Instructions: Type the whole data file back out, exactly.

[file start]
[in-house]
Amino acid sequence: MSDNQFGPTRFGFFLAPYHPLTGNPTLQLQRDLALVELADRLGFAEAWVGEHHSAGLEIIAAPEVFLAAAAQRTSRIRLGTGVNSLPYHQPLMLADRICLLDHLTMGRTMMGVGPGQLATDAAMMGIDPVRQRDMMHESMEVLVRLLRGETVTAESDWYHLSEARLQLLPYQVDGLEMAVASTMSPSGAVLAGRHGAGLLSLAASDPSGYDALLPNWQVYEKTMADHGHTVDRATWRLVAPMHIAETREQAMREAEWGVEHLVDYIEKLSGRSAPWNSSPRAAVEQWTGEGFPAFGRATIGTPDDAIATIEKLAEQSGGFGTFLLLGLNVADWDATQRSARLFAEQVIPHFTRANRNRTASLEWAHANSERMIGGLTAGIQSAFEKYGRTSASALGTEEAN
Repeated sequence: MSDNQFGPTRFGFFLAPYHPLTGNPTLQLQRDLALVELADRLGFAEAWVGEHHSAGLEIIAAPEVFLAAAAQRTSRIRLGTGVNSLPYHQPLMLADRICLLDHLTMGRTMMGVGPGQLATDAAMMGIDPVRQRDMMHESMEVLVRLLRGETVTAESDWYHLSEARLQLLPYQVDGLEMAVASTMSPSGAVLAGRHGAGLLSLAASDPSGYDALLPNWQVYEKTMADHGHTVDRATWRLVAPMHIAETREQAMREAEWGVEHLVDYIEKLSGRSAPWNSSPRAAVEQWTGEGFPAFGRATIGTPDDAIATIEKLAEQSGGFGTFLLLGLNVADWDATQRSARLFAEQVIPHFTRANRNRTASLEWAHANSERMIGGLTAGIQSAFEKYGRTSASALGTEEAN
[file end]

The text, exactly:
[in-house]
Amino acid sequence: MSDNQFGPTRFGFFLAPYHPLTGNPTLQLQRDLALVELADRLGFAEAWVGEHHSAGLEIIAAPEVFLAAAAQRTSRIRLGTGVNSLPYHQPLMLADRICLLDHLTMGRTMMGVGPGQLATDAAMMGIDPVRQRDMMHESMEVLVRLLRGETVTAESDWYHLSEARLQLLPYQVDGLEMAVASTMSPSGAVLAGRHGAGLLSLAASDPSGYDALLPNWQVYEKTMADHGHTVDRATWRLVAPMHIAETREQAMREAEWGVEHLVDYIEKLSGRSAPWNSSPRAAVEQWTGEGFPAFGRATIGTPDDAIATIEKLAEQSGGFGTFLLLGLNVADWDATQRSARLFAEQVIPHFTRANRNRTASLEWAHANSERMIGGLTAGIQSAFEKYGRTSASALGTEEAN
Repeated sequence: MSDNQFGPTRFGFFLAPYHPLTGNPTLQLQRDLALVELADRLGFAEAWVGEHHSAGLEIIAAPEVFLAAAAQRTSRIRLGTGVNSLPYHQPLMLADRICLLDHLTMGRTMMGVGPGQLATDAAMMGIDPVRQRDMMHESMEVLVRLLRGETVTAESDWYHLSEARLQLLPYQVDGLEMAVASTMSPSGAVLAGRHGAGLLSLAASDPSGYDALLPNWQVYEKTMADHGHTVDRATWRLVAPMHIAETREQAMREAEWGVEHLVDYIEKLSGRSAPWNSSPRAAVEQWTGEGFPAFGRATIGTPDDAIATIEKLAEQSGGFGTFLLLGLNVADWDATQRSARLFAEQVIPHFTRANRNRTASLEWAHANSERMIGGLTAGIQSAFEKYGRTSASALGTEEAN